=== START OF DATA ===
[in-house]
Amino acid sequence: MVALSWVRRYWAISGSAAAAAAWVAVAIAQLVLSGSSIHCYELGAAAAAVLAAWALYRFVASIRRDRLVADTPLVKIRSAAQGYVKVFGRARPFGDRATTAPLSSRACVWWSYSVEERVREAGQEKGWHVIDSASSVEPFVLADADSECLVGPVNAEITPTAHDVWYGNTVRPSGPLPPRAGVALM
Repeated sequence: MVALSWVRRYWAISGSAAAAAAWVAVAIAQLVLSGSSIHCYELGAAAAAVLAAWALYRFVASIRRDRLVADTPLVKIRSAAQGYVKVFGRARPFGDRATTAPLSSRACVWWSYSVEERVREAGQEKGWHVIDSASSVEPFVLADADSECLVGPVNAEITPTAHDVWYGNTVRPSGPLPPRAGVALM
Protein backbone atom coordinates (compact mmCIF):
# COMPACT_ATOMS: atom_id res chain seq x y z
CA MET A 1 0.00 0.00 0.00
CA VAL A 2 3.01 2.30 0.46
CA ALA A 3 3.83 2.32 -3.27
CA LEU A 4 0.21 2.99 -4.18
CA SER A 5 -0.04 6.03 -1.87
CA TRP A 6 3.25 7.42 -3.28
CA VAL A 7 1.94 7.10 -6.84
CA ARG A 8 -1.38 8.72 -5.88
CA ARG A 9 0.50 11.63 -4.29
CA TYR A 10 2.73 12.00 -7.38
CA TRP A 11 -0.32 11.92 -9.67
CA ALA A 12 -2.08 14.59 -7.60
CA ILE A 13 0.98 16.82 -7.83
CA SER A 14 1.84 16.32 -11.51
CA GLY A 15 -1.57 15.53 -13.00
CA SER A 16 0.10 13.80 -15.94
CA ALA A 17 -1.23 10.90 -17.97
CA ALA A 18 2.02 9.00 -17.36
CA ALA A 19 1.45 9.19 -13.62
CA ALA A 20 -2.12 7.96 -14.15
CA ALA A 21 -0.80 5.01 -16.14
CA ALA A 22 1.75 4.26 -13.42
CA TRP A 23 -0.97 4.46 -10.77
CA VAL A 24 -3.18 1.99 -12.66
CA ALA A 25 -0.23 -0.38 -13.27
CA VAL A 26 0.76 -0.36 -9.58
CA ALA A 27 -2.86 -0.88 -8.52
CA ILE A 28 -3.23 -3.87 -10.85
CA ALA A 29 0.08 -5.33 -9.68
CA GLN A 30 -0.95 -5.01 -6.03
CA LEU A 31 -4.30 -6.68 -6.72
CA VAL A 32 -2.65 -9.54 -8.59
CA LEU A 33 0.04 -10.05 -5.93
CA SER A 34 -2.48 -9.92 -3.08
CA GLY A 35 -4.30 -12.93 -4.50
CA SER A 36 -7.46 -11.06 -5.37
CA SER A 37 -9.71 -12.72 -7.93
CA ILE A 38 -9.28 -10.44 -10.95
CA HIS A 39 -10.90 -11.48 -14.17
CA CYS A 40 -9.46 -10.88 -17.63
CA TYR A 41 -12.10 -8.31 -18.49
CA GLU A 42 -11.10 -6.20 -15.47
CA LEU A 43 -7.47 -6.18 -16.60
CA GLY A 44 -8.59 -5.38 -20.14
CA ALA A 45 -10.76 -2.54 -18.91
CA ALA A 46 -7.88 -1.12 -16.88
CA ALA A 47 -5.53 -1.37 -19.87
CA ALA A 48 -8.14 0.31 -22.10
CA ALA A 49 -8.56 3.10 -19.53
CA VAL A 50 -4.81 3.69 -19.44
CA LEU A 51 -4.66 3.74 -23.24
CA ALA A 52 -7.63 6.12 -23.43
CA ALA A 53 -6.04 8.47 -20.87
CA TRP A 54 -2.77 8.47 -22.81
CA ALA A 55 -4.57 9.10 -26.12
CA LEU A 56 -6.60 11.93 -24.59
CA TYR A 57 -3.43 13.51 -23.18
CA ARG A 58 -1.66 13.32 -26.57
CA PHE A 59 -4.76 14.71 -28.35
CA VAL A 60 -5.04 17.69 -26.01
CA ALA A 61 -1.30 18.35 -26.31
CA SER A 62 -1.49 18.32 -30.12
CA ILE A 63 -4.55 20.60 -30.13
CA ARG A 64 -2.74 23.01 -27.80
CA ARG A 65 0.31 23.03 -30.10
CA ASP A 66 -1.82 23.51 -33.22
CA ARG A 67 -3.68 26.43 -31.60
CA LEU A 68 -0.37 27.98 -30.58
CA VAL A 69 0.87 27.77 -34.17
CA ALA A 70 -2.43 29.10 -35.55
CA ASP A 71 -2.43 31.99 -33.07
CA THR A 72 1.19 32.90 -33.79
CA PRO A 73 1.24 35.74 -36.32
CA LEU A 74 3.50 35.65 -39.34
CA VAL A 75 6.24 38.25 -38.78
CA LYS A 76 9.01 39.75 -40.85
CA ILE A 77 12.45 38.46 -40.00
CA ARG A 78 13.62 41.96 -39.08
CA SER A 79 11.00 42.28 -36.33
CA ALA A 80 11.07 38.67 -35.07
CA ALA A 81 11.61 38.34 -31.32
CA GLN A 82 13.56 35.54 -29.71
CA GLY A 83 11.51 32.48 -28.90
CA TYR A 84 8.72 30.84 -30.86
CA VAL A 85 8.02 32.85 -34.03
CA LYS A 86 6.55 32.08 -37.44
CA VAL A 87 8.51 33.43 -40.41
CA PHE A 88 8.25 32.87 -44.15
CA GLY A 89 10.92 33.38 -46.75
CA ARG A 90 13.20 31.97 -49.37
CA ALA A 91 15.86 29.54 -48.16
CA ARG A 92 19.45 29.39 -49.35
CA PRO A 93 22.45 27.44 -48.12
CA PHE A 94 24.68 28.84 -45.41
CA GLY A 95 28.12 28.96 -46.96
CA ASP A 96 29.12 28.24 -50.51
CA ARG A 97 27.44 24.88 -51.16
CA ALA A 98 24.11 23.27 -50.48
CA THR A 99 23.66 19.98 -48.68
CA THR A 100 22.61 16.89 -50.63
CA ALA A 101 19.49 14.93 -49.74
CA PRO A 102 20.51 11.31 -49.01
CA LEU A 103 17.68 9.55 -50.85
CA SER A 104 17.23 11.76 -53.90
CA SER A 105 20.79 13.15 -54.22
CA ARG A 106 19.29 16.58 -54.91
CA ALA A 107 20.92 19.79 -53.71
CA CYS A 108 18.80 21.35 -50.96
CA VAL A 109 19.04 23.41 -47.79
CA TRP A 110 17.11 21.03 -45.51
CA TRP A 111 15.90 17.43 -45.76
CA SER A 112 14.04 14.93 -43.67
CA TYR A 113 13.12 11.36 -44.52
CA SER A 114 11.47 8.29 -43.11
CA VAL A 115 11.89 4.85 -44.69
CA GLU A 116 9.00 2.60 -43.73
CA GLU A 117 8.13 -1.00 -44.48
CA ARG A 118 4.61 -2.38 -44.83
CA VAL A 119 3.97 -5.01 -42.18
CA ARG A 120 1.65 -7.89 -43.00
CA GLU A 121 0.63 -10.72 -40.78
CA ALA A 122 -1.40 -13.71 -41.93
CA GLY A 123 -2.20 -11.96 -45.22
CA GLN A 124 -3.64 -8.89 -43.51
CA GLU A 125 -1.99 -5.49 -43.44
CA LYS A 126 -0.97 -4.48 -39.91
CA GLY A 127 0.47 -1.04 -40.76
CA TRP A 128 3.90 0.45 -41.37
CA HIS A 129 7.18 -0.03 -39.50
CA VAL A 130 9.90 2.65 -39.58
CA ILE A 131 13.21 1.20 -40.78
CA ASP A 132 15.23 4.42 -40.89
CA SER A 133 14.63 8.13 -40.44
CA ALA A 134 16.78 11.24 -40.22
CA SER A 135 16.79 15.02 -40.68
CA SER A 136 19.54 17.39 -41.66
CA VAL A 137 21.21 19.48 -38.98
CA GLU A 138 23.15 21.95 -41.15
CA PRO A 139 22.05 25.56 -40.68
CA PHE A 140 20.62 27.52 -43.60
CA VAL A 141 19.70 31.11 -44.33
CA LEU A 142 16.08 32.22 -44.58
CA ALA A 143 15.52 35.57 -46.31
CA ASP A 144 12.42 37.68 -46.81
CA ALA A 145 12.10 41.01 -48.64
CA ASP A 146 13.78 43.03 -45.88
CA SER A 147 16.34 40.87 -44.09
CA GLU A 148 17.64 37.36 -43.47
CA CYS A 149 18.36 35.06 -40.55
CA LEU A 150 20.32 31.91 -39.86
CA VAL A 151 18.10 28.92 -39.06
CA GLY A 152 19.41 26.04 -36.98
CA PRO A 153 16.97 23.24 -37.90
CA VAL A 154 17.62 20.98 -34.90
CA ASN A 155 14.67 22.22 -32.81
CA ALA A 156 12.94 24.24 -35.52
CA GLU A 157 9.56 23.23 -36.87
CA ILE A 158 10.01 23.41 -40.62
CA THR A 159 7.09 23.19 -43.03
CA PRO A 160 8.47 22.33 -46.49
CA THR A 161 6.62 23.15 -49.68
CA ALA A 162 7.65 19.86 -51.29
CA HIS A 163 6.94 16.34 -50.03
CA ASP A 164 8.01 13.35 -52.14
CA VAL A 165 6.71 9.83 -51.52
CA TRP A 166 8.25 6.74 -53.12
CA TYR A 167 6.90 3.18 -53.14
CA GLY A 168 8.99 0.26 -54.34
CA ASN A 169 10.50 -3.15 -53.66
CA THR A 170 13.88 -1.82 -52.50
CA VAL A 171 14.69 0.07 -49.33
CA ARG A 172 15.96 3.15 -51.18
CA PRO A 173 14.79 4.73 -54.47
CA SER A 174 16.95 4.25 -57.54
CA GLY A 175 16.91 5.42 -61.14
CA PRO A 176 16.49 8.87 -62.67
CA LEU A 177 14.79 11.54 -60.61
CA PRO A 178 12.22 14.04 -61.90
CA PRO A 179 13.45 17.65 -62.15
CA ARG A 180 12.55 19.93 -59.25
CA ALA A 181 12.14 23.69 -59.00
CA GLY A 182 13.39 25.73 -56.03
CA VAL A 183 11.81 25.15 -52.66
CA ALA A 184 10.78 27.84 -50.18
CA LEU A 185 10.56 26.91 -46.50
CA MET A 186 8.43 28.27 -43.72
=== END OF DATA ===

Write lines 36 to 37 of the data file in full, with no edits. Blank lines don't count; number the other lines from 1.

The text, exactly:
CA LEU A 31 -4.30 -6.68 -6.72
CA VAL A 32 -2.65 -9.54 -8.59